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South Sudan to retrench troops

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Daily nation (Nairobi) 14 Jan

Southern Sudan will create a reserve military force as it reduces the
size of the main army based on tough new standards.
The reserve force would be made up of those removed from the main army
on account of, for example, scanty education and age.
The Sudan People’s Liberation Army law, approved by the Parliament of
the autonomous Sudan region, and awaiting the signature of the President
of the Government of Southern Sudan before it becomes law, also sets the
retirement age for officers.
Government officials said the law will both make the army efficient and
disciplined by laying down offences and the punishments, but they could
not give the numbers.
“The army is large and personnel have to be productively occupied,” the
minister of SPLA Affairs Nhial Deng Nhial said. Nhial would not say the
number of troops.
“Because right now especially in the officers corps we have a large
number of officers. Some of them really – we have to find something for
them to do.”
Under the proposed law, army recruits would be between 18 and 30, with
no criminal record, and with a basic education for enlisted personnel
and not less than secondary education for the officer cadets.
Officers after commissioning would serve ten years. Enlisted personnel
after basic military training would serve six years.
The period of service may be extended without exceeding the prescribed
retirement age.
Those at the ranks of private to sergeant would retire at 47 years.
General officers would retire at 60. Sergeant major to regimental
sergeant majors, and majors to colonels would retire at fifty years.
Second lieutenants and captains would retire at 52 years.
The Comprehensive Peace Agreement that ended the 21-year north-south
Sudan armed conflict recognised the Sudan Armed Forces, Sudan People’s
Liberation Army and the Joint/Integrated Units as the national armies.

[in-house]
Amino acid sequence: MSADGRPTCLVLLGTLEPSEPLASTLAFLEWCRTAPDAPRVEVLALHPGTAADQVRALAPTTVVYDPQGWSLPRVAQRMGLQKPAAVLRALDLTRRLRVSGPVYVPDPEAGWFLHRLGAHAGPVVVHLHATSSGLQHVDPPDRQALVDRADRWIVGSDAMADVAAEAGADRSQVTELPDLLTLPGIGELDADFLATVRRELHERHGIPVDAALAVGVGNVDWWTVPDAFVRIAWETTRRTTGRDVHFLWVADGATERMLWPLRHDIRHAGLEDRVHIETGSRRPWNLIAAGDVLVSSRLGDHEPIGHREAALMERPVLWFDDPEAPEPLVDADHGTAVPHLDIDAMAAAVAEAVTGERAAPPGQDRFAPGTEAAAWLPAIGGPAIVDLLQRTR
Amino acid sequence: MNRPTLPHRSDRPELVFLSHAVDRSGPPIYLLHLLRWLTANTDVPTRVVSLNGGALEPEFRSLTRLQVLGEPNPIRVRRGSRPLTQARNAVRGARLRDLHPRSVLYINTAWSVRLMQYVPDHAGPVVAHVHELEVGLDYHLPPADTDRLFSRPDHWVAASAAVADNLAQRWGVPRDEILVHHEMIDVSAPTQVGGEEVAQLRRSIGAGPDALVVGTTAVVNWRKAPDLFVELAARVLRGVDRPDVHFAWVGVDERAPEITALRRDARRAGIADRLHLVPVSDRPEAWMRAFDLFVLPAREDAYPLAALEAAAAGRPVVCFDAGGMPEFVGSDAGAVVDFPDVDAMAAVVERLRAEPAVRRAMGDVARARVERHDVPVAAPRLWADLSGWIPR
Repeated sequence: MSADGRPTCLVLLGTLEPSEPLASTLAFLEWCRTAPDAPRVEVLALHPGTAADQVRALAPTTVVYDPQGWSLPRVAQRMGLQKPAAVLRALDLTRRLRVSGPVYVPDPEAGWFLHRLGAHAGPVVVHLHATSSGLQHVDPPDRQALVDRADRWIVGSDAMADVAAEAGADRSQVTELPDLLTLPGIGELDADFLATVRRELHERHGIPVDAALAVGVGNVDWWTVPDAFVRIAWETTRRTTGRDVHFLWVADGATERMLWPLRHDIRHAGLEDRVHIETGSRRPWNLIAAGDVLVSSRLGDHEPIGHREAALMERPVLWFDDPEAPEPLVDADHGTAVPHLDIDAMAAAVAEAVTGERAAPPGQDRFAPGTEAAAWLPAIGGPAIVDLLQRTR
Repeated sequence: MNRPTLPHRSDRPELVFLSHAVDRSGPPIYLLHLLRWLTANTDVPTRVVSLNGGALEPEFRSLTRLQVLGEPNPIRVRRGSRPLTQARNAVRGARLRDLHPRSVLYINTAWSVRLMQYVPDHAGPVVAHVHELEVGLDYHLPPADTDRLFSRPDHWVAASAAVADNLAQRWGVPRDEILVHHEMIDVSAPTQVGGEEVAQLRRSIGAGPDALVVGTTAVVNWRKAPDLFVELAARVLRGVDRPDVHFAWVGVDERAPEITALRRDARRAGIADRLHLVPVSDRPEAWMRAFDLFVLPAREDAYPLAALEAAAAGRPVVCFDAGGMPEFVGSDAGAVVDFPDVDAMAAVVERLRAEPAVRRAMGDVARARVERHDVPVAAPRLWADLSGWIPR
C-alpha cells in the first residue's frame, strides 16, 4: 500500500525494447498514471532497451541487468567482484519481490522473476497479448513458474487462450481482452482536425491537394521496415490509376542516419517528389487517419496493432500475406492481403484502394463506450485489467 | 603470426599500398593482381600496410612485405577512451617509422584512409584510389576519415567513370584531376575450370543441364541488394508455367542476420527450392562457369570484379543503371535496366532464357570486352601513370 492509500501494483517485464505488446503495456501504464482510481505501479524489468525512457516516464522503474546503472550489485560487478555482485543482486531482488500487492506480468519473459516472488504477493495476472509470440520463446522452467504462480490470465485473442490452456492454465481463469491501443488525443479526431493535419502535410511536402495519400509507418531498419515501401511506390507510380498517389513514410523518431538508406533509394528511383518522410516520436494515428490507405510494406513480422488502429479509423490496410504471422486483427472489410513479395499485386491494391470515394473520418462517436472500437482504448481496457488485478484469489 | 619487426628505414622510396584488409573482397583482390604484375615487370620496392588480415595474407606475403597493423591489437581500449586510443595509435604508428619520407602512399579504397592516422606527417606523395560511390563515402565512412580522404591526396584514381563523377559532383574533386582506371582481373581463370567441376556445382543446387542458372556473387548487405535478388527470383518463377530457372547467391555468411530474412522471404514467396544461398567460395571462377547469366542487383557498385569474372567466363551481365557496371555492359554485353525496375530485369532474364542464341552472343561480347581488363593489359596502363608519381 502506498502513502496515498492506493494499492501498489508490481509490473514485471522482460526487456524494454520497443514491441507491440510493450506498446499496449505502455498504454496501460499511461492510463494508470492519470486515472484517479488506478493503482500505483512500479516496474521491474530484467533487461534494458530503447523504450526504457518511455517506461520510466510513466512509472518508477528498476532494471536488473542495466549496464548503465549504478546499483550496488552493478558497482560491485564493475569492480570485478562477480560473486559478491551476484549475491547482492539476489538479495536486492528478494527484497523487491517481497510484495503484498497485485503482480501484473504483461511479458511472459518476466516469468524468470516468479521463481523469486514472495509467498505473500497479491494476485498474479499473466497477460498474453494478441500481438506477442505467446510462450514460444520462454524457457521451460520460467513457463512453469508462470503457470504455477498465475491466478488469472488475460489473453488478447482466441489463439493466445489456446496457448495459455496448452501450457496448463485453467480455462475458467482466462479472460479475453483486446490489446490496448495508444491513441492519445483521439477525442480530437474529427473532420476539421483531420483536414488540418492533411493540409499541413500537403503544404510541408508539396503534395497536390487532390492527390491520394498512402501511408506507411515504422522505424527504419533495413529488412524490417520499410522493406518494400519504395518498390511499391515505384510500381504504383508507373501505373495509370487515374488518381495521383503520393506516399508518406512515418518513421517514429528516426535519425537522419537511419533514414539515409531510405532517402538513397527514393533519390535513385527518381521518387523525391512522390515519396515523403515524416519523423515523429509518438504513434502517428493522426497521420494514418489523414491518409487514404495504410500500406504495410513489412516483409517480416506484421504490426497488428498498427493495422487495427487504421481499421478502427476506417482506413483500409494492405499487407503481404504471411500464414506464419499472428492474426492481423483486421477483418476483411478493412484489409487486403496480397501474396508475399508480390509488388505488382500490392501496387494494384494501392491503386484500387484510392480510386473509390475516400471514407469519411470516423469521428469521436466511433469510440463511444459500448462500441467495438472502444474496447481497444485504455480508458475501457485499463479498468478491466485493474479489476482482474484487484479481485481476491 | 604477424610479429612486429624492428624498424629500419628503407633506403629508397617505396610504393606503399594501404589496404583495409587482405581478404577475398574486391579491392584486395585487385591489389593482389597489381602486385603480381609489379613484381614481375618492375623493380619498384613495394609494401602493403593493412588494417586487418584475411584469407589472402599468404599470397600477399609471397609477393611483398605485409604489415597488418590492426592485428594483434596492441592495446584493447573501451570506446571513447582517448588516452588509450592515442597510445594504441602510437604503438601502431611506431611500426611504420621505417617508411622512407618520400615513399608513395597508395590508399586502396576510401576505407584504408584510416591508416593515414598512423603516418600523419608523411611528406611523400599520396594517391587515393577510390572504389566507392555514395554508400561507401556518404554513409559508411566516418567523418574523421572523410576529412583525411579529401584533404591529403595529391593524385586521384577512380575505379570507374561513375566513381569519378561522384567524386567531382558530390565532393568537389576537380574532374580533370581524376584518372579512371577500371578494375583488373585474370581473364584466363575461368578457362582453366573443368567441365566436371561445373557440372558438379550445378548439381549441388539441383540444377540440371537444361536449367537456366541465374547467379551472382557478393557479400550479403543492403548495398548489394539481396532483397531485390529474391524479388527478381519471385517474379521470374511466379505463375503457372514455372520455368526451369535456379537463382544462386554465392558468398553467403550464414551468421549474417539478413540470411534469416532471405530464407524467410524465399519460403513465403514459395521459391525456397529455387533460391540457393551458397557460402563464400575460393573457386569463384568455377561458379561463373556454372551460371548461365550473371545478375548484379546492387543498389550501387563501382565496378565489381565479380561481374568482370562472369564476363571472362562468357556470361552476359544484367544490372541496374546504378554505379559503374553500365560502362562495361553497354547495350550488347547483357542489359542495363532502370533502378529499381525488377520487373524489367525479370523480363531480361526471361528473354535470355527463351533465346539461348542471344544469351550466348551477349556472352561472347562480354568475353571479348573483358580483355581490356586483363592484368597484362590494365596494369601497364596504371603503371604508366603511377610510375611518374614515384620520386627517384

The SAF is in charge of the north. SPLA is in charge of the south.
The law comes barely a week after complaints from legislators about
indiscipline in the army and rising crime that has swept across the
The Cabinet met last week to discuss the insecurity following both the
shooting into the air on New Year’s Day that led to five deaths, and the
general wave of crime involving knives and machetes and robberies around
Southern Sudan’s capital town, Juba.
“We discussed the general security situation,” Martin Ellia, minister
for Parliamentary Affairs said Tuesday. “We will convene again at the
end of January and discuss it in the presence of the two ministers, of
SPLA Affairs and of Internal Affairs.”
In a Parliamentary motion under debate in Parliament legislators cited a
two-year old killed by gunshots on New Year. On December 27, a man was
killed by machete. And on December 28, four thugs ambushed and sprayed a
vehicle with bullets along a road out of Juba.
At least five people were killed and a three-year old wounded by stray
bullets from the intensive random shootings by people apparently
celebrating Independence Day.
“We want to have a south which is run, and run in a way that everybody
is subject to the law, so that the rule of law prevails,” said Wani
Igga, Speaker of the Southern Sudan Parliament, and deputy chairperson
of Southern Sudan’s ruling party, the Sudan People’s Liberation


Written by torit1955

January 15, 2009 at 9:29 am

Human rights bill passes in South Sudan legislature

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By Isaac Vuni

January 13, 2009 (JUBA) – The South Sudan Legislative Assembly today passed the Human Rights Bill following yesterday’s unexpected adjournment.

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Southern Sudan Legislative Assembly (Photoc SSLA)

Hon. Caesar Bayeh Loyalala attempted to revise the original text, which he considered in favour of government, arguing that the Human Rights and Anticorruption Commissions including auditor general chamber have extra judiciary power.

Contributing to a heated debate on the bill, Hon. Mohamed El Hag said it was overdue as daily rampant killings, particularly in Juba city, amount to violations of human rights.

Hon. Peter Bashir observed that the human rights record in Sudan had been and is still very poor even though SPLM appointed an independent commission in June 2007.

Another legislator, Hon. Jimmy Wongo, suggested consolidating 19 commissions that are duplicating duties in southern Sudan. He urges southerners to be proud because human rights and anti-corruption commissions do not exist in the Islamic-led Khartoum government.